Paul says here that the Sabbath day is a shadow. A shadow! The Sabbath symbolizes some spiritual truth; it is not the reality itself. Furthermore, Paul equates Sabbath observance with observance of the other Jewish festivals. We as Christians do not need to observe the explicit Sabbath regulations any more than we need to observe the Feast of Tabernacles.

Many Christians are confused here. They think of Sunday as the Sabbath, and believe the regulations for the Sabbath laid out in the Old Testament should be transferred to Sunday. But this is not the case. I can't imagine how Paul could have been clearer in Colossians: The Sabbath is a shadow. What is the reality?

Hebrews chapter 4 makes this clear. The author of Hebrews here is expositing Psalm 95 where God, angered at the hardness of the Israelites' hearts, declares they shall never enter His rest. The author of Hebrews shows that God was not talking about "rest" simply as the entering of the promised land, nor simply as the cessation of work on the weekly Sabbath. He concludes in 4:9-11:

9 There remains, then, a Sabbath-rest for the people of God; 10 for anyone who enters God's rest also rests from his own work, just as God did from his. 11 Let us, therefore, make every effort to enter that rest, so that no one will fall by following their example of disobedience.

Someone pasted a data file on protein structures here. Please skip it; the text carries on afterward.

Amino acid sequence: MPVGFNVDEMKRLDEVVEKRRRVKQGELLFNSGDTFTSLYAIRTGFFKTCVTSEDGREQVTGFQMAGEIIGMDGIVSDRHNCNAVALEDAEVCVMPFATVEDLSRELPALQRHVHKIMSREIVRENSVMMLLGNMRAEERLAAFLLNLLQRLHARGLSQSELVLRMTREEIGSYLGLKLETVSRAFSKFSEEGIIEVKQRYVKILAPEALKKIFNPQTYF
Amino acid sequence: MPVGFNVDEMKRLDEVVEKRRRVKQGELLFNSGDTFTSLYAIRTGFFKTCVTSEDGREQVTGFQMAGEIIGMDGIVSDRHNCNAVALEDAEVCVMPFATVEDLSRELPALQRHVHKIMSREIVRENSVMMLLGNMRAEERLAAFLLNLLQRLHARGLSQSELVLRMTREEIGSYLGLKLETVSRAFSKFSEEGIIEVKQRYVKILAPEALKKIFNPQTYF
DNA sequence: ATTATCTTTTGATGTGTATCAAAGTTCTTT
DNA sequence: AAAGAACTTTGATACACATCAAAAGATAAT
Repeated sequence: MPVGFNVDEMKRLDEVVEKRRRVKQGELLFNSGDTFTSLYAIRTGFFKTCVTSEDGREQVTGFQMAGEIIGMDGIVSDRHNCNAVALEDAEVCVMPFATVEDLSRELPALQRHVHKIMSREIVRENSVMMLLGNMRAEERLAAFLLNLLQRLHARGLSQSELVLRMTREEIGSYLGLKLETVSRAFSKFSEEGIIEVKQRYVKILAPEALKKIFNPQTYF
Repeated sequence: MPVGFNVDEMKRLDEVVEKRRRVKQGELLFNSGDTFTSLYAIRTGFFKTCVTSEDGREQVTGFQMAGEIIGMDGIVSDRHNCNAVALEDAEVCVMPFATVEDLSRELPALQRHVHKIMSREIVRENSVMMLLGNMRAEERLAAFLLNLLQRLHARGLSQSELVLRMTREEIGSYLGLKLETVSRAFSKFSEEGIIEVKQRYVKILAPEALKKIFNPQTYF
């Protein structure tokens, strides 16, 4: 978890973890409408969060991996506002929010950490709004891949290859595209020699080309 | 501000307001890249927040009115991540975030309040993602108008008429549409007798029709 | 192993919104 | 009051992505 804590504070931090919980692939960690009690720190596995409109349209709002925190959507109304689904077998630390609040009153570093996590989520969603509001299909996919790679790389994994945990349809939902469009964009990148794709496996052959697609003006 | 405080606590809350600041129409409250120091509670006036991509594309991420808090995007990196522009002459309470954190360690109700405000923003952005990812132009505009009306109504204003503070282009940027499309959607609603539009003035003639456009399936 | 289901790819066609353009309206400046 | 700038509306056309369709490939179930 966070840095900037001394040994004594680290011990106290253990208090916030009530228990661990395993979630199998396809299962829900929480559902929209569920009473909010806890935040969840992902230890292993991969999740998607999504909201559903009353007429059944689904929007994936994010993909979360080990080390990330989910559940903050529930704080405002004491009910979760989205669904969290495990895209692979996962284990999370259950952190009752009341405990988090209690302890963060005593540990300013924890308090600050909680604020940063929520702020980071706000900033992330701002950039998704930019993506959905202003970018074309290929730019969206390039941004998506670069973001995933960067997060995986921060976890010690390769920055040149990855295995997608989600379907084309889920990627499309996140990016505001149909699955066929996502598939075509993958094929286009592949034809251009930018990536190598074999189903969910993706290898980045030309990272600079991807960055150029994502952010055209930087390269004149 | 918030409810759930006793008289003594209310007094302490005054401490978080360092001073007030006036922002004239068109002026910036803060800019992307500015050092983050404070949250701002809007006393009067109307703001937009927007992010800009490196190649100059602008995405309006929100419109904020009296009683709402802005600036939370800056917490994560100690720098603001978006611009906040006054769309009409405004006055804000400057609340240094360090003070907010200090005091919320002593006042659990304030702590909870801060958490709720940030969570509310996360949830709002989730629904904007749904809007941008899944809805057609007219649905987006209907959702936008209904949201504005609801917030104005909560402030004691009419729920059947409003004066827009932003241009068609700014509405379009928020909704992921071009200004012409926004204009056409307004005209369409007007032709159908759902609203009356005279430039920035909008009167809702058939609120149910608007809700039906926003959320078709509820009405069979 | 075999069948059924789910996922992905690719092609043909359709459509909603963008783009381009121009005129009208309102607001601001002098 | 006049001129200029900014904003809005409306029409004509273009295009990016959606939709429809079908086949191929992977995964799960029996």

As Doug pointed out last week, entering God's rest is a picture of our depending completely, totally on the shed blood of Jesus for our righteous position before God. We must "rest from our own work," we must stop trying to make ourselves righteous, for we can't do it.

And this is how we fulfill the Sabbath! Note that the author of Hebrews makes this explicit in verse 9: there remains a Sabbath-rest for the people of God, as they rest from their own work. The Sabbath is first and foremost a picture of our giving up trying to make ourselves worthy of entering God's presence, of our acknowledging that we can never live up to His standards, that we can never approach God on the basis of any accomplishment. That is how we keep the Sabbath! And that is why the penalty for violating the Sabbath is so severe!

Recall that I opened today by saying self-righteousness is the fundamental sin. The self-righteous persons believes, "Because I did X or Y, I am better than those other fellows; God now must appreciate me." A self-righteous person is trusting in his own work, his own faithfulness, his own ability to keep rules and regulations better than other people, in order to justify his standing before God.

Violating the Sabbath corresponds to the sin of self-righteousness. So as God pictures this in the life of the people of Israel, he mandates death for Sabbath violators -- because spiritually a Sabbath-violator, a self-righteous person, will not enter the kingdom of heaven. We must become poor in spirit, broken, crushed, depending on Christ and on him alone, if we are to receive God's gift of eternal life in his son. We fulfill the Sabbath by resting completely and totally on His work in our lives.